After realizing the 400mm equivalent focal length of my Canon 55-250mm IS lens isn’t always long enough for wildlife photography, I rented the Canon 400mm L lens. At a cost of over $1200, I figured it was worth renting and trying before buying.
With a focal lens multiplier of 1.6, the 400mm L gives me a 640mm equivalent when mounted on my Canon XSi.
It’s big and heavvvvvvvvvy!
I wasn’t prepared for using a lens with a weight of 2.8 lbs and 10.1 inches in length! This isn’t a concern for those who use a tripod or monopod, but I like to hand hold a camera when taking photos. To reduce the weight slightly, I removed the tripod collar mount.
First days out with the 400mm L lens
The lens, unfortunately, has no Image Stabilization so holding it without shaking it was solely up to me. The first few days out with the lens, I just plain couldn’t hold it steady. Looking through the viewfinder was dizzying. Every photo was blurred.
My back and hands ached for a few days carrying the lens. But I suppose that was more an indictment on me being out of shape and not the lens. 😉
I became discouraged but wasn’t about to give up either. After all, I was holding one of the finest and respected lenses used by seasoned birder and wildlife photographers.
Gradually, I learned to hold the lens steadier. I steadied myself by leaning against a tree or by crouching or sitting down and bracing both elbows against my thighs.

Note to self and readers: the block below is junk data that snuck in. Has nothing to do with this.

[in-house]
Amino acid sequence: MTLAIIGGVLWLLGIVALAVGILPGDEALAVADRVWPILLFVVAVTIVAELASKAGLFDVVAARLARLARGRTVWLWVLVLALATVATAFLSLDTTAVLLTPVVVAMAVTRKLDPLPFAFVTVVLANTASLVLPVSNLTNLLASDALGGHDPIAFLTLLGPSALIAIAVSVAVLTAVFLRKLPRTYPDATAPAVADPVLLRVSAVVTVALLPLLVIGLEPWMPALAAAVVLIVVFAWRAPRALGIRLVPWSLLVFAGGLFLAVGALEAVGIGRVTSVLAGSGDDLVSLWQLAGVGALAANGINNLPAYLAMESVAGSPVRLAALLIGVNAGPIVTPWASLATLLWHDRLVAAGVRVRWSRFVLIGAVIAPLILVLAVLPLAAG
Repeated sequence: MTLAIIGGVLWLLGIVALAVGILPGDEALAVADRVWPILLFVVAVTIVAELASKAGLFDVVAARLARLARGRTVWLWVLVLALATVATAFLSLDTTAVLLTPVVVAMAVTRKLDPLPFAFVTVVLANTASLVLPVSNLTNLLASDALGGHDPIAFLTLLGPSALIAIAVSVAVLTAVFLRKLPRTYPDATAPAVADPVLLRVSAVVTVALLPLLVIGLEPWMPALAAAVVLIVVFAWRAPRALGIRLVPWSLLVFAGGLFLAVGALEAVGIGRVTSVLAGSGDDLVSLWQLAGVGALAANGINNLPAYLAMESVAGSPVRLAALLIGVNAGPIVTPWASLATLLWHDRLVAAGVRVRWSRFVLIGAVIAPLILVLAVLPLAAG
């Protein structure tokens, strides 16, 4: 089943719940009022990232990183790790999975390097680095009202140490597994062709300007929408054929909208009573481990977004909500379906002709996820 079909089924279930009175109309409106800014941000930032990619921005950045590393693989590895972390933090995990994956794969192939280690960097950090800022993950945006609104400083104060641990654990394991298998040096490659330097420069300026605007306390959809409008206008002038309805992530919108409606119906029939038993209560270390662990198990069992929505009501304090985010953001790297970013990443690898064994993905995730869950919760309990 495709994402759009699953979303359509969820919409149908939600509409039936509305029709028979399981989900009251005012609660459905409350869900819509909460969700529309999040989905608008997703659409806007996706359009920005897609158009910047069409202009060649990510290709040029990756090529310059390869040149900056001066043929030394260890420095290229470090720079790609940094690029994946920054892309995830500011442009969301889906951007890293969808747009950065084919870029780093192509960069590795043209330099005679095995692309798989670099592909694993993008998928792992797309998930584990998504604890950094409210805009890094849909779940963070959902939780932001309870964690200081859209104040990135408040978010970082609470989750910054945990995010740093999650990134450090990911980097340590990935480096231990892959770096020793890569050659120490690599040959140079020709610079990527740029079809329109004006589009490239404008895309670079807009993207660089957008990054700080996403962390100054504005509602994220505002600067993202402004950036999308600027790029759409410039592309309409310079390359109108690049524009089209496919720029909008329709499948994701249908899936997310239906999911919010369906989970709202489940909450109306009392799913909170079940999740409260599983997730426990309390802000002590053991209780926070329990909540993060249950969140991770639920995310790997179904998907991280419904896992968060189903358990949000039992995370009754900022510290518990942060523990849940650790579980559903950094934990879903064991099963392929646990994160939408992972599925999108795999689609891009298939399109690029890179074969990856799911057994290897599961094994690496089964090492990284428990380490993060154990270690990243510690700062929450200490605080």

I soon learned that to capture sharper images, I needed to use very fast shutter speeds even if it meant upping the ISO. The lens has a fixed aperture of f/5.6 so taking hand-held shots on well-lit days is important.
Finally I was able to get some keepers. When I got a decent shot, I was utterly amazed at the quality of the images produced by the Canon 400mm L lens. The accuracy and blazing focus speed of this lens are amazing too.
Before I knew it, my two week rental period was up.
Heavenly vs. Heavily
The lens, as one forum participant put it, is “heavenly.” It is also, “heavily” and is one of the main reasons I decided not to buy it. It costs over $1200 as of this writing and I’m just not sure I want to spend this amount of money for a lens. It also doesn’t have zoom, which can be helpful when photographing birds in flight.
Still, I think of this lens every time I go out for a walk with my camera. I know the 400mm focal length is great for photographing wildlife. But I need to answer some questions before purchasing a lens of this type:
- Will I get enough use out of the lens to justify the high cost?
- Am I willing to build up arm strength, or forgo some spontaneity and begin using a tripod or monopod?
- Will I be satisfied using a lens with a shorter focal length that produces fine images, but does not have the same quality of an L lens?
Right now, the answers allude me. I need more time to decide!
Visit our Canon 400mm L Photo Gallery for sample images taken with this lens.